What average golfers can learn from Patrick Cantlay’s dramatic foot slip at Riviera
For tour players starting their rounds on Riviera’s drivable par-4 10th hole, it might be the most awkward opener they’ll play all year, with the narrow, pitched green presenting an early test of strategy and finesse. But for Patrick Cantlay on Thursday at the Genesis Invitational, it wasn’t the hole that made his opening tee shot awkward.
As he started his downswing, Cantlay’s trail foot slipped significantly, requiring an impressive feat of athleticism just to put the 3-wood on the ball. Take a look:
Bailed out by hand-eye coordination, the eight-time PGA Tour winner knocked the tee shot just over the back of the green and made an opening par. Though it might be easy to dismiss the slip as the result of early morning dew or a possible faulty spike, it revealed a key component to his swing that Cantlay shares with many tour pros—and that you should consider adding to your swing.
Notice how, immediately from the top of the backswing, the right foot slipped backward, away from the ball. The foot moving in this direction shows how Cantlay is using the ground in the transition. Dr. Scott Lynn—a biomechanics professor and Swing Catalyst’s Research Director—sees this pattern in many tour players, as well as World Long Drive champion Kyle Berkshire.
Lynn described these ground forces in a video analysis of Berkshire’s swing posted to Be Better Golf’s YouTube page, which you can check out here.
“He’s pushing into the ground down and backward with his trail foot,” Lynn says of Berkshire's transition. “He’s doing the opposite with his lead foot. He’s pushing down and toward the ball with his lead foot. It’s pushing in those opposite directions that creates the rotation [of the lower body]. What that does is create something called a force couple.”
Lynn likens this “force couple” to taking the lid off a water bottle. You push in opposite directions with your thumb and finger to create the force needed to remove the lid. In the downswing, pressuring your trail foot away from the ball and your lead foot toward the ball creates this force couple that swings your hips open—at the right time.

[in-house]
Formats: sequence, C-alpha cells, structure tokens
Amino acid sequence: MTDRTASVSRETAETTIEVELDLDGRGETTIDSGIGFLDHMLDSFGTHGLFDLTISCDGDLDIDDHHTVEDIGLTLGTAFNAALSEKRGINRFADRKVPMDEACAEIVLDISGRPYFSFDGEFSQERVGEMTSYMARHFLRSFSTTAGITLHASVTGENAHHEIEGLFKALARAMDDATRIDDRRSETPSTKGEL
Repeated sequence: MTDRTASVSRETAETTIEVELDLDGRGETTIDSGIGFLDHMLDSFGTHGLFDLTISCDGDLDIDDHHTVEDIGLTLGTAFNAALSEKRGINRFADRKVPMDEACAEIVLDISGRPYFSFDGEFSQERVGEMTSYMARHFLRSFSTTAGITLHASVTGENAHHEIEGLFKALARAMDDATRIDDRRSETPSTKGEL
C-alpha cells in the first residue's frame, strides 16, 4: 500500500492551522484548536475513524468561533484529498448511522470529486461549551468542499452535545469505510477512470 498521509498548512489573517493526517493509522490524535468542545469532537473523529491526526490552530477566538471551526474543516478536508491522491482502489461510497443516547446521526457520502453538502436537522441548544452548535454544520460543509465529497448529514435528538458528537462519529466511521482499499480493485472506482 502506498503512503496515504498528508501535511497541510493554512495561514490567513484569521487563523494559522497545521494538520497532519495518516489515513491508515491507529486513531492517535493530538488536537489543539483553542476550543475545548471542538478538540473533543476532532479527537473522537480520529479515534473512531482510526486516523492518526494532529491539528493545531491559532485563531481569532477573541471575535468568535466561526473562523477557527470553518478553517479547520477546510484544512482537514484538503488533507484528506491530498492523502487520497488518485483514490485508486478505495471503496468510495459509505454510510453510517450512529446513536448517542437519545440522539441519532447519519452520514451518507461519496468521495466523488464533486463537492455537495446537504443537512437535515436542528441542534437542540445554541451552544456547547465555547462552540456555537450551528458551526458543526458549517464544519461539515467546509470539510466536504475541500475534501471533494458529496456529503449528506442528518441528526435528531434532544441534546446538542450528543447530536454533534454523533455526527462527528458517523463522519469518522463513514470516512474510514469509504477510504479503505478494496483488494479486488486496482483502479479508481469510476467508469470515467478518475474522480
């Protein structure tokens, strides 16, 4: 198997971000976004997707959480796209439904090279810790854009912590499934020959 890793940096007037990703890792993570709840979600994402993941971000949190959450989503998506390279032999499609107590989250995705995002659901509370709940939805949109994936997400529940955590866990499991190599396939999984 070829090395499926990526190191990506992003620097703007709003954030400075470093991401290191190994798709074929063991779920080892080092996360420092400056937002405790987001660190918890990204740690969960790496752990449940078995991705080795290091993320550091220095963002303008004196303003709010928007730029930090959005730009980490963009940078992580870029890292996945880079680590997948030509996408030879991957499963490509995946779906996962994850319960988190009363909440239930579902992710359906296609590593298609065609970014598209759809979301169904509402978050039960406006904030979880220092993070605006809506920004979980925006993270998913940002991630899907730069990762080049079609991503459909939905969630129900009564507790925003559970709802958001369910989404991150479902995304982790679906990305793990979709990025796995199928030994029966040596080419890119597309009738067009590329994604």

This move is not unique to Cantlay and Berkshire. Scottie Scheffler’s back-foot slide is the most prominent on tour, but Tiger Woods and Rory McIlroy share more subtle variations.
Oftentimes, amateurs are told to feel like they’re firing their hips in the transition in order to get them significantly open at impact. In reality, the best players in the world are using these ground forces to open up their hips, Lynn says, rather than a conscious thought of spinning them open.
“You have to create that force from the ground before you see his hips start to open up,” Lynn says. “That’s something you’ll see in really good players. The timing of these things is really important, and it happens way earlier than you think.”
Cantlay’s right foot slips immediately as he starts his downswing because that’s his first move from the top of the swing. As he brings the club down and pressures his right foot backwards, the ground applies a force in the opposite direction, firing his hips open later in his downswing. This is a move—if amateur golfers make at all—they do too late in their downswings, according to Lynn.
“I’ve found that there’s kind of an epidemic in amateur golfers of late forces,” Lynn says. “Speeding these things up and getting them to happen earlier in amateur golfers could probably help us quite a bit.”
Therein lies the lesson for us amateurs: Like Cantlay, dig into the ground, and do it early in transition.